The seam ripper is a must-have in every sewer’s toolbox, whether brand new to the game or a veteran of the craft. All sewers make mistakes, and do-overs are a natural part of the sewing experience. Ripping out seams is a tedious task that can be messy, but it doesn’t have to be. It is very easy to learn how to properly use a seam ripper.
While there’s no right or wrong way to remove stitches, there is a relatively simple method that makes the dreaded task lightening fast and leaves the seam clean.
Follow these simple steps to learn how to properly use a seam ripper:
It begins by creating a thread tail long enough to grab a hold of with one hand. Starting at one end of the seam, simply pick out enough stitches, one by one, with the seam ripper until enough thread has been extracted from the seam.
Grab a hold of that newly released tail and pull in the direction of the seam hard enough until it breaks. Good job, you are on your way!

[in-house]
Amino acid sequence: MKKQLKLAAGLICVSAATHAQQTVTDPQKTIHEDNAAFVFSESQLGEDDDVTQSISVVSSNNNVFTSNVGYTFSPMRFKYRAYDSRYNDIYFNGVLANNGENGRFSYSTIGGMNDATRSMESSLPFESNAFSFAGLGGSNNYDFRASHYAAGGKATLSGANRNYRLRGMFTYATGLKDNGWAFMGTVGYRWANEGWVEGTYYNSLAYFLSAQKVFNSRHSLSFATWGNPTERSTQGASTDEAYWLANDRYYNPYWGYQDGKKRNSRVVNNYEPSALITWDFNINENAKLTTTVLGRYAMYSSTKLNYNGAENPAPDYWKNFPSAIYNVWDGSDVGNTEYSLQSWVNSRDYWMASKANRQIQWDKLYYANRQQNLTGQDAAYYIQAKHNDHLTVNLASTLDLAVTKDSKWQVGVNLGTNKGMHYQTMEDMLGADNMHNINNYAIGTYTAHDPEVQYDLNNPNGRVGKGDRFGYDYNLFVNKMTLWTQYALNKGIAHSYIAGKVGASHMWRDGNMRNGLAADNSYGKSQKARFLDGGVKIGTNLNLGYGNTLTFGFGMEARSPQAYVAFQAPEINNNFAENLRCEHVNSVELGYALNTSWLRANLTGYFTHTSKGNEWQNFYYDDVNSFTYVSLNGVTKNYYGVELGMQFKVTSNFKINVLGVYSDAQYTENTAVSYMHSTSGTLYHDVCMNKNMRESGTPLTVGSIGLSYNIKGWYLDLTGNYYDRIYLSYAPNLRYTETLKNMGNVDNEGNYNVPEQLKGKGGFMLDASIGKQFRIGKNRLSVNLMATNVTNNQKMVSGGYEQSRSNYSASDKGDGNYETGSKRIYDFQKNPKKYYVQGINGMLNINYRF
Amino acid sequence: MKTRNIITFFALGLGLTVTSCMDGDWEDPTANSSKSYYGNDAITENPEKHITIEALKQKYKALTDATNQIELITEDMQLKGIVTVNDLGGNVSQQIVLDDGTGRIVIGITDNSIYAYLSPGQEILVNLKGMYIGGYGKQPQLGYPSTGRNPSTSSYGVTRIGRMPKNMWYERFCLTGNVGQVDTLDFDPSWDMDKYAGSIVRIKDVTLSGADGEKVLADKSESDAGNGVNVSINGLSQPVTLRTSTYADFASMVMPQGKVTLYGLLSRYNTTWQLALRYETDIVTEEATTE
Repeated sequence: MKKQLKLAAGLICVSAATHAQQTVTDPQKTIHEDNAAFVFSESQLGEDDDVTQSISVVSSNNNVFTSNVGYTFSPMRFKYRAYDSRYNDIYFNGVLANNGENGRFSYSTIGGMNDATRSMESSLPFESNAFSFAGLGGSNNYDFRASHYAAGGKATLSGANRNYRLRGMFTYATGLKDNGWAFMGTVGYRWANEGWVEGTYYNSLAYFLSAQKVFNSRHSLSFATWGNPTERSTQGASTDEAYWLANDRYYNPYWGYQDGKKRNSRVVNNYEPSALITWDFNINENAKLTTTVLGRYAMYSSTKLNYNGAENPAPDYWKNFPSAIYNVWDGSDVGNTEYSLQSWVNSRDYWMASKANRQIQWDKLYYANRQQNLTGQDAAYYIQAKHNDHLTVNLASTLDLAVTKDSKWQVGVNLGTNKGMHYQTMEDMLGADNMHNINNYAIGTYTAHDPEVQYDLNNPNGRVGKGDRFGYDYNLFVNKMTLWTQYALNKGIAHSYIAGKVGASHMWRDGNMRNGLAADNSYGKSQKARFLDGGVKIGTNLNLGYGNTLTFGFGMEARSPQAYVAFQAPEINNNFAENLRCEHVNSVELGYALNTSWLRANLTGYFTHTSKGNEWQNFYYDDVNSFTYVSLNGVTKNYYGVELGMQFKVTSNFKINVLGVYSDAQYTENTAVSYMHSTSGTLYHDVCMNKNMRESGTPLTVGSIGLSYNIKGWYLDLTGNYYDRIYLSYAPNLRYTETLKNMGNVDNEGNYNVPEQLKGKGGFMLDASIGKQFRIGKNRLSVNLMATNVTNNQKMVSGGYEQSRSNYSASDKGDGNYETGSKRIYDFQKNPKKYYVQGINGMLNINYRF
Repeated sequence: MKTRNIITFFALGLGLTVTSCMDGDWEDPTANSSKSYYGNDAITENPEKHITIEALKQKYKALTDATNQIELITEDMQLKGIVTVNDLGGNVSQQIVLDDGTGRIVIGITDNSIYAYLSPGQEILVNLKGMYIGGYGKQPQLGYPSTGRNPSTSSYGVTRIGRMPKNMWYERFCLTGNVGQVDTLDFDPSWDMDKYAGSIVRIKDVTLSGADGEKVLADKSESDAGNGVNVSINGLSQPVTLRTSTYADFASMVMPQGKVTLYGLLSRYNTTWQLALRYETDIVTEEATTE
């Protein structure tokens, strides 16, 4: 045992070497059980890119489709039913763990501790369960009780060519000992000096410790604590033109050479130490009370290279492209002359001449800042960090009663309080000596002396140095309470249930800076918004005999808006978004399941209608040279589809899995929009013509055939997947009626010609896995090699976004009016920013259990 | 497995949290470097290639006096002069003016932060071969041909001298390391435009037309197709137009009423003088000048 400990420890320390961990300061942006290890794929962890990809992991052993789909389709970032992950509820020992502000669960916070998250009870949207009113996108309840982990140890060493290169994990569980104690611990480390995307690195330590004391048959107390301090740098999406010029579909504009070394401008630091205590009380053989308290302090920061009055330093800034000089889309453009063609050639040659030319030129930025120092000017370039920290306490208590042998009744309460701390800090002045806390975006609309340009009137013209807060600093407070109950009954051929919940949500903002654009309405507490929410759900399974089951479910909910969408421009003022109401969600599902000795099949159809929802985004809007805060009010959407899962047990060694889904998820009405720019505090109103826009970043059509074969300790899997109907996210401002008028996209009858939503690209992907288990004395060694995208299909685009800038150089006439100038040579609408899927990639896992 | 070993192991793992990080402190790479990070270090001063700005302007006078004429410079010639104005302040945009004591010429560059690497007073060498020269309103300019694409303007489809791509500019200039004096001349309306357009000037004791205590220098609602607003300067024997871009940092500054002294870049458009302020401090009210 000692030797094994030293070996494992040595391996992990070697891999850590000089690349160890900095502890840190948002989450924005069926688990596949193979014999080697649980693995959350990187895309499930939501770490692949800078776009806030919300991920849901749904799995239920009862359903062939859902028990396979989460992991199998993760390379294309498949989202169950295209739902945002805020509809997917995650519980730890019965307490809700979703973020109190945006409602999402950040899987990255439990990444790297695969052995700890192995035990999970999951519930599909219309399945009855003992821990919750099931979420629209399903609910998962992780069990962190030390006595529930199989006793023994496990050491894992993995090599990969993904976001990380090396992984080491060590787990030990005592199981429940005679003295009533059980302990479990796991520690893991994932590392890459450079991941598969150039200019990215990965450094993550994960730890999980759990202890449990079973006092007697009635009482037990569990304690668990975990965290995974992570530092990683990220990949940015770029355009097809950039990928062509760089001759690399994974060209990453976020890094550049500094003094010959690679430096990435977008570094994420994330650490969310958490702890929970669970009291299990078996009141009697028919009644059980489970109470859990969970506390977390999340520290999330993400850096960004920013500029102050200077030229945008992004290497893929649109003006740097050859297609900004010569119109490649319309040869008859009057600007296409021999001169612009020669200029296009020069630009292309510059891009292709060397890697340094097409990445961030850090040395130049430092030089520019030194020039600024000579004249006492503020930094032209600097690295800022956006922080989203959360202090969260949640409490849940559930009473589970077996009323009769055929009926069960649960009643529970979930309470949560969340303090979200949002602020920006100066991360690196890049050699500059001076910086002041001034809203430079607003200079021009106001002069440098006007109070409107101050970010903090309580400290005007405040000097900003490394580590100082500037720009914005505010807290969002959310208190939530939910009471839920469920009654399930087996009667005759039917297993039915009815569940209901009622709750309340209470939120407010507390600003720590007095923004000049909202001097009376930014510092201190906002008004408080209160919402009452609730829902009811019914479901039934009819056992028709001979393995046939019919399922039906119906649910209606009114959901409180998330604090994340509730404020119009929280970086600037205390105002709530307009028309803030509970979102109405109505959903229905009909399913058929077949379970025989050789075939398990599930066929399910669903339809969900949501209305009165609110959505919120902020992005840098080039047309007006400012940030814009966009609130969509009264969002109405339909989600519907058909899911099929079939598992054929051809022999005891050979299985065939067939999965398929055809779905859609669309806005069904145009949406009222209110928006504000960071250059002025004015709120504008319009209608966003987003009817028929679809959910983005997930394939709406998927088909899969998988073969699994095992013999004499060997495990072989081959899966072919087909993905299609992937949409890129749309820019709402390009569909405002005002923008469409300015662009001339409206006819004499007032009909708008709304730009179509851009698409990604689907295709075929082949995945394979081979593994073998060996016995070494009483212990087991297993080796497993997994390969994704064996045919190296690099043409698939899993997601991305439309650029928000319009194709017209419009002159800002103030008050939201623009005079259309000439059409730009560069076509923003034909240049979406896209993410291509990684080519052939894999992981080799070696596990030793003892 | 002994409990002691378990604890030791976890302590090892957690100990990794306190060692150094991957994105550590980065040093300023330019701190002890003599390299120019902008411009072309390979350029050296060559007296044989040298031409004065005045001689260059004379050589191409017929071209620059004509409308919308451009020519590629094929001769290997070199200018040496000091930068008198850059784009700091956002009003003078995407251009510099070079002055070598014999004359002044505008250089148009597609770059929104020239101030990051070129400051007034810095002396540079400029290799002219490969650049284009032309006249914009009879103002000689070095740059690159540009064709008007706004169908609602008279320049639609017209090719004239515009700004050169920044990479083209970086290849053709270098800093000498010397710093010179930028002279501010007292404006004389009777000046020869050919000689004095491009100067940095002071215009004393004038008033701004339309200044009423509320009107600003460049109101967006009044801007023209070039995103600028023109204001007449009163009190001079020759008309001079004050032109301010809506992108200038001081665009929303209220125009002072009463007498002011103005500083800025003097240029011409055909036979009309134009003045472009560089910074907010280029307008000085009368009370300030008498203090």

Turn the seam over to the opposite side of the seam. Grab hold of the loosened stitches, which should form a new tail long enough to grab a hold of, and pull in the same manner as before until the thread breaks. Turn the seam over again and repeat the process as many times necessary until the full seam has been ripped out.
In a few minutes the seam is open. The best part is no thread or stitch residue remains to be picked out. The opened seam is clean and ready to go!
Note: This process is efficient and fast on any straight stitched seams. It works well on most fabrics, but is not recommended on very delicate fabrics, as the pulling action may tear the fabric. Always test first to be certain the fabric can handle the pulling of the threads. Unfortunately, this method is not suitable for stitches with width, such as zigzag or overcast stitches.
Every sewing dilemma has a solution if you look hard enough for one. This one is easy and once you get the hang of it, you will never go back to the tedious method of picking out a seam, stitch by stitch.
Check out the Craftsy class 40 Techniques Every Sewer Should Know to learn more helpful sewing tips and tricks!
You might also enjoy my post on unexpected tools for the sewing room.
Have you used this technique before?
Is this you?